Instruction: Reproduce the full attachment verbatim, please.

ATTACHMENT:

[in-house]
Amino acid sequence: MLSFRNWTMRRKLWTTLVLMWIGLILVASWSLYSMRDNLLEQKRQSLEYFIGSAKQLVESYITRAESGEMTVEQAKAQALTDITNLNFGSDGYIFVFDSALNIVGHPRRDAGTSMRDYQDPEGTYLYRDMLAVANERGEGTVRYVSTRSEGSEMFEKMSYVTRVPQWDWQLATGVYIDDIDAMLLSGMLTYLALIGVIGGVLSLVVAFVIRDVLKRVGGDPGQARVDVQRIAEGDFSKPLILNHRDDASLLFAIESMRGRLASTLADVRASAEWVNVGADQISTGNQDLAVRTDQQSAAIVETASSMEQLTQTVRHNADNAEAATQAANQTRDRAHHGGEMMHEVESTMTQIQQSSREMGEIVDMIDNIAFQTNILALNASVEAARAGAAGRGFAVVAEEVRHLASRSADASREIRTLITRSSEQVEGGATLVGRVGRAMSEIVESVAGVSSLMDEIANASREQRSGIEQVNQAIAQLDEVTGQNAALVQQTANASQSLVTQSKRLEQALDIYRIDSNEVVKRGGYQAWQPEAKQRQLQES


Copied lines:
[in-house]
Amino acid sequence: MLSFRNWTMRRKLWTTLVLMWIGLILVASWSLYSMRDNLLEQKRQSLEYFIGSAKQLVESYITRAESGEMTVEQAKAQALTDITNLNFGSDGYIFVFDSALNIVGHPRRDAGTSMRDYQDPEGTYLYRDMLAVANERGEGTVRYVSTRSEGSEMFEKMSYVTRVPQWDWQLATGVYIDDIDAMLLSGMLTYLALIGVIGGVLSLVVAFVIRDVLKRVGGDPGQARVDVQRIAEGDFSKPLILNHRDDASLLFAIESMRGRLASTLADVRASAEWVNVGADQISTGNQDLAVRTDQQSAAIVETASSMEQLTQTVRHNADNAEAATQAANQTRDRAHHGGEMMHEVESTMTQIQQSSREMGEIVDMIDNIAFQTNILALNASVEAARAGAAGRGFAVVAEEVRHLASRSADASREIRTLITRSSEQVEGGATLVGRVGRAMSEIVESVAGVSSLMDEIANASREQRSGIEQVNQAIAQLDEVTGQNAALVQQTANASQSLVTQSKRLEQALDIYRIDSNEVVKRGGYQAWQPEAKQRQLQES